Title Page, Copyright Page

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Contents

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p. vii

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Acknowledgments

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pp. ix-x

In the course of any research project, one incurs a significant number of debts. Although my thanks seem inadequate, I wish to acknowledge those who have helped me so substantially along the way. Th is work could not have been completed without the direction...

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Introduction

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pp. 1-13

On April 12, 1715, a Yamasee Indian approached the wife of prominent Port Royal planter and sometime trader William Bray “and told her he had a great Matter to tell her, which was that the Creek Indians had a Design to cut of[f ] the Traders first and then to fall...

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1. A “Friend” and a “Brother”: Gender, Family, and Diplomacy

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pp. 15-50

Formal diplomatic meetings, often held in the colonial capitals or less often in leading native villages, provided the forum for British and southeastern Indian leaders to seek to manage their relationships and resolve disagreements. Here, officials and headmen...

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2. “I Am a Man and a Warrior”: Native and British Rhetorics of Manhood and Warfare

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pp. 51-83

Although British and native diplomats regularly strove to avoid hostilities, the constant threat of conflict hung over the Southeast. As a result, discussions about warfare (both real and potential) took up a disproportionate amount of time in formal...

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3. “To Protect Them and Their Wives and Children”: Women and War

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pp. 84-117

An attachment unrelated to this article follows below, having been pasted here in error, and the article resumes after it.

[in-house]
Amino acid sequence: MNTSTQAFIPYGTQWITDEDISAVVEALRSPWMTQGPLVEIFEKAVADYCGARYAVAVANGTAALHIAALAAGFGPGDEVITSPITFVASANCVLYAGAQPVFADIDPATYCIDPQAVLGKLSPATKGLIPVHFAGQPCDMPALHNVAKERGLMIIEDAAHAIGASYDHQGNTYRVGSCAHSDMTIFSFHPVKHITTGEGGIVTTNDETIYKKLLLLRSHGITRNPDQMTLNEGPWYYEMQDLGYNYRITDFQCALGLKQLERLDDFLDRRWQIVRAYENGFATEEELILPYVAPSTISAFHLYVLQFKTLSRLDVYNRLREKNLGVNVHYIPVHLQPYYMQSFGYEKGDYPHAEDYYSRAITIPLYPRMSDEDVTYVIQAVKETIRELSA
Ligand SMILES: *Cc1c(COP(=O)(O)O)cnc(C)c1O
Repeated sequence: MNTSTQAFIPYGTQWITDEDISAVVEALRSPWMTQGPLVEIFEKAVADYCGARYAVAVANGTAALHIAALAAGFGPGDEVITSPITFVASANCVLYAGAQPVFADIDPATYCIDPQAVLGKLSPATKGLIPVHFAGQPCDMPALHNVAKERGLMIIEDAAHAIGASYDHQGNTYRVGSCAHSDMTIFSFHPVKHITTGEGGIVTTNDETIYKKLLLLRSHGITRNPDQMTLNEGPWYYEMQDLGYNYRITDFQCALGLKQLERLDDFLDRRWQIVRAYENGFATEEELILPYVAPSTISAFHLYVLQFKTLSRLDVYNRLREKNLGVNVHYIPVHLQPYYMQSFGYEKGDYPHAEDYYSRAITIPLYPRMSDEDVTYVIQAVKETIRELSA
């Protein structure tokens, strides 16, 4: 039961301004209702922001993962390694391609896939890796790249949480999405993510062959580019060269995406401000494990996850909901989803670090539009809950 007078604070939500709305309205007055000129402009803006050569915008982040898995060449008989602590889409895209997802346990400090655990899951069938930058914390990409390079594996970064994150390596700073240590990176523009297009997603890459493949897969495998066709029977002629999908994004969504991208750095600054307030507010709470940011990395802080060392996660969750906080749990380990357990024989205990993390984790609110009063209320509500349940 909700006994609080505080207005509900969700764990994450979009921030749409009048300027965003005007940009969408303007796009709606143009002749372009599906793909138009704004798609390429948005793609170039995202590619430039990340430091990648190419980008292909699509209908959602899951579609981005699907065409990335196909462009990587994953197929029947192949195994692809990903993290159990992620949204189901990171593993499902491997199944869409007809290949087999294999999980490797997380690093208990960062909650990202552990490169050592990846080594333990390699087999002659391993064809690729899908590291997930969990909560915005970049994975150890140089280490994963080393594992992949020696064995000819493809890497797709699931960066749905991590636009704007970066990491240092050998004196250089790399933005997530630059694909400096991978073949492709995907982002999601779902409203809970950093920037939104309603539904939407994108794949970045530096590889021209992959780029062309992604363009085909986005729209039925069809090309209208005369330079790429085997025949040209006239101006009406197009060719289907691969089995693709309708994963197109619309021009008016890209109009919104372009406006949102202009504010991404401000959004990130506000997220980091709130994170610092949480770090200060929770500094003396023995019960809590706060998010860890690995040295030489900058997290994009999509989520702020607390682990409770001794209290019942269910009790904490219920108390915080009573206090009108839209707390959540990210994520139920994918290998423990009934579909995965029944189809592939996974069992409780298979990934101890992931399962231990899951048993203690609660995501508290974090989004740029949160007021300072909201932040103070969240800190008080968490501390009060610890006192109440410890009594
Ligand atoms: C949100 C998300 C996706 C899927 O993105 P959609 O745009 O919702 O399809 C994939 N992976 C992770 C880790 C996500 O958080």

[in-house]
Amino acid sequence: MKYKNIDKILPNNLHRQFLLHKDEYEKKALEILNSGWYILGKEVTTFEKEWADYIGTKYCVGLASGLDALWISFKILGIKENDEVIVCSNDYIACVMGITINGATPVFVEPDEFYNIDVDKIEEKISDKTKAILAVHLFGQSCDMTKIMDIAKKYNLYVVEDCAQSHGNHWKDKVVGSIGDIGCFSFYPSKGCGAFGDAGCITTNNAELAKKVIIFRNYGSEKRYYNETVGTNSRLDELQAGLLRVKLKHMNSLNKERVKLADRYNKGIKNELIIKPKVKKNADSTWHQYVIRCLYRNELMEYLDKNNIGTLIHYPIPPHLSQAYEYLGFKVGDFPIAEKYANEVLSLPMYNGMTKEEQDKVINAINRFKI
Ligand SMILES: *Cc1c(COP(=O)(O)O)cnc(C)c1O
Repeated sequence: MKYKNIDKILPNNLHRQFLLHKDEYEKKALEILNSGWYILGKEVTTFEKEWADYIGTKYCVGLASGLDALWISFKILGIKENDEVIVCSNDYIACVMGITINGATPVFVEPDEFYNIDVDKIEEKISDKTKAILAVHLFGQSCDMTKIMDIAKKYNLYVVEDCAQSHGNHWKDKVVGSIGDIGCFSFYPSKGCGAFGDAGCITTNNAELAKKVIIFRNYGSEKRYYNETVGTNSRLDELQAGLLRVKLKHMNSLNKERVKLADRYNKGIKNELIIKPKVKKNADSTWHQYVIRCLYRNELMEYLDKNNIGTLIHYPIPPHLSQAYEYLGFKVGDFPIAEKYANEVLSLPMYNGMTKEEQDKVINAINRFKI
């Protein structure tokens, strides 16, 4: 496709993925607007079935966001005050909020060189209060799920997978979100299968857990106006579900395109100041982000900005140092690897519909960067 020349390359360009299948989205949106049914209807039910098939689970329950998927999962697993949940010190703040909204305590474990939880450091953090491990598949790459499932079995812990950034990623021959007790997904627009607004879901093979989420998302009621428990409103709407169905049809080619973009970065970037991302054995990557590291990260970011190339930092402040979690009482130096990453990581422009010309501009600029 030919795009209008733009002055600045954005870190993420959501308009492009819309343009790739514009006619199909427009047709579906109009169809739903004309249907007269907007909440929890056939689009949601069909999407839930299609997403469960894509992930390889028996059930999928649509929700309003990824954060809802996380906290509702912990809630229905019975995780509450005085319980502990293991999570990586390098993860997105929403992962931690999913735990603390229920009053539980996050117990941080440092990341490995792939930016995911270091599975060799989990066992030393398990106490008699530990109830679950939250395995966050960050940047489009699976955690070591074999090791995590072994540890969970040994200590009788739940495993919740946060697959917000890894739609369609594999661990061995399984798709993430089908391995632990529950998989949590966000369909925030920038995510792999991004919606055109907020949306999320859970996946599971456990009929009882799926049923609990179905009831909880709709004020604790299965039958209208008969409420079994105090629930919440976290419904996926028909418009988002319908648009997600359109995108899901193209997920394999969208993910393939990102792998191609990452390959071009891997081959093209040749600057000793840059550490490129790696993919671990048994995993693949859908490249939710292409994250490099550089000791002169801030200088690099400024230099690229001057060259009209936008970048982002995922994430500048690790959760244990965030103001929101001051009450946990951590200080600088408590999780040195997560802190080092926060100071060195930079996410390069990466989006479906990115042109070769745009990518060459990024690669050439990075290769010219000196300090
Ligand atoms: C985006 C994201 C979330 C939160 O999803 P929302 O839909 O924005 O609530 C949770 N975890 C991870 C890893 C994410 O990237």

Although men most often conducted military campaigns, warfare affected all members of society: male and female, young and old. Yet most portrayals of Anglo- Indian conflict, scholarly and otherwise, focus narrowly on diplomatic or strategic considerations....

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4. Guns and Garters: Men, Women, and the Trade

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pp. 118-148

A key motivator leading British officials and native headmen to avoid the open hostilities of war was the deerskin trade. Introduced on a limited scale by explorers and a few itinerant peddlers, commerce soon became essential to the lifestyle of most southeastern nations, as well as a profitable...

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5. “To Stay amongst Them by a Marriage”: The Politics and Domestics of Intermarriage

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pp. 149-184

Trade brought a significant number of European men into Indian communities. Most traders took up residence in native towns and married native women, integrating themselves, to varying degrees, into local society. The importance of...

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Conclusion

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pp. 185-191

In January 1782, the patriot governor of Georgia, John Martin, wrote a letter to the Upper and Lower Creek headmen in hope of establishing peace between the new United States and that nation. He addressed his letter to his “Friends and Brothers” in the nation...

Appendix

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pp. 193-198

Notes

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pp. 199-252

Bibliography

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pp. 253-283

Index

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pp. 285-292